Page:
Russia proposes that the European Union resolve legal issues concerning operation of the South Stream gas pipeline on the basis of existing international law, Energy Minister Anatoly Yanovsky told journalists.
The Energy Ministry has received an official letter from the European Commission's energy commissioner Gunther Oettinger that examines the compliance of South Stream agreements with the EU's Third Energy Package, he said.
"The official letter was received yesterday, which is why we haven't had time to prepare an official response," Yanovsky said.
"The letter calls for examining the compliance of inter-governmental agreements on South Stream with the provisions of the Third Energy Package. At previous presentations of the South Stream project, European Commission representatives have told us that the agreements concluded on South Stream need to be revised and brought into accordance with EU law," he said.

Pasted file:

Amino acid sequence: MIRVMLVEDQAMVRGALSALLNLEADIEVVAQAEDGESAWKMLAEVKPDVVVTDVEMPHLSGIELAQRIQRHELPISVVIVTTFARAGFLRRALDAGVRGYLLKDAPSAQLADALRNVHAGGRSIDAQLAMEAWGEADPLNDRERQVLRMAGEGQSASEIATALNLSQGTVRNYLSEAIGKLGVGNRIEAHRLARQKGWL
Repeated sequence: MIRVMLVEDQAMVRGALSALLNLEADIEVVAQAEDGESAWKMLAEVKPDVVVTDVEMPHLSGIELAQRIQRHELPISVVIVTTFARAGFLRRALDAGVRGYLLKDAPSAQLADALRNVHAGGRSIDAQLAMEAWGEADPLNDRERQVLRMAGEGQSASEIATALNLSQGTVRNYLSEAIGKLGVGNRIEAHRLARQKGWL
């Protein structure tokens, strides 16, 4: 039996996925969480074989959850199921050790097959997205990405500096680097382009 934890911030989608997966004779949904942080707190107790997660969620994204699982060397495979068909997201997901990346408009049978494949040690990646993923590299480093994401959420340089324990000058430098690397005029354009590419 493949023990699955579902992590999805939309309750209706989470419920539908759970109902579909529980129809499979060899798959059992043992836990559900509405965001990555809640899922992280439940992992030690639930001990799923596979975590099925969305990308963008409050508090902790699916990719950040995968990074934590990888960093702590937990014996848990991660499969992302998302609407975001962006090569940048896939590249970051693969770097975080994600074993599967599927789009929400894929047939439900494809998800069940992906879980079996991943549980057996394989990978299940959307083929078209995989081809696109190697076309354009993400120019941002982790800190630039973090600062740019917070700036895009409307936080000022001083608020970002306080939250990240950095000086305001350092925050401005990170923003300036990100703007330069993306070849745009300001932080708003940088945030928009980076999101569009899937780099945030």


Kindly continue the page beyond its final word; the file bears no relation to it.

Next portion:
"I myself, speaking at the presentation, noted that Russia is concluding the agreements in strict accordance with international law. All of the previously concluded agreements were made with the goal of creating the conditions needed to implement the project. Those conditions can and should differ from the national law in one or another country," Yanovsky said.
The Third Energy Package "is a supranational legal statutory document. So that everything will be decided in accordance with international law," he said.
The European Commission previously recommended that the European countries revise their bilateral agreements with Gazprom (MOEX: GAZP) concerning South Stream. The European Commission believes that the agreements with a number of countries through which the gas pipeline passes ignore certain basic principles governing the EU's gas market.
The main violations contained in the agreements are that Gazprom will be the overall operator of the pipeline and that third parties will not have access to its capacity. The methodology for calculating tariffs for shipment on the pipeline is also problematic.
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